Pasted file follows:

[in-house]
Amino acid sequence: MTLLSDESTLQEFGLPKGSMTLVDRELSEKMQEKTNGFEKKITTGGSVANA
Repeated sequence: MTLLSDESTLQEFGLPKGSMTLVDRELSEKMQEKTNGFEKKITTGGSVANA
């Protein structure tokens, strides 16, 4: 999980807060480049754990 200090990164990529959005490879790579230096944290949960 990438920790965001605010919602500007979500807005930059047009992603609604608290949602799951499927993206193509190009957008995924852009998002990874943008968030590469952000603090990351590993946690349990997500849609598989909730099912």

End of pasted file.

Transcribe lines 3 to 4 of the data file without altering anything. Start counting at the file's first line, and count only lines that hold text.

Repeated sequence: MTLLSDESTLQEFGLPKGSMTLVDRELSEKMQEKTNGFEKKITTGGSVANA
């Protein structure tokens, strides 16, 4: 999980807060480049754990 200090990164990529959005490879790579230096944290949960 990438920790965001605010919602500007979500807005930059047009992603609604608290949602799951499927993206193509190009957008995924852009998002990874943008968030590469952000603090990351590993946690349990997500849609598989909730099912």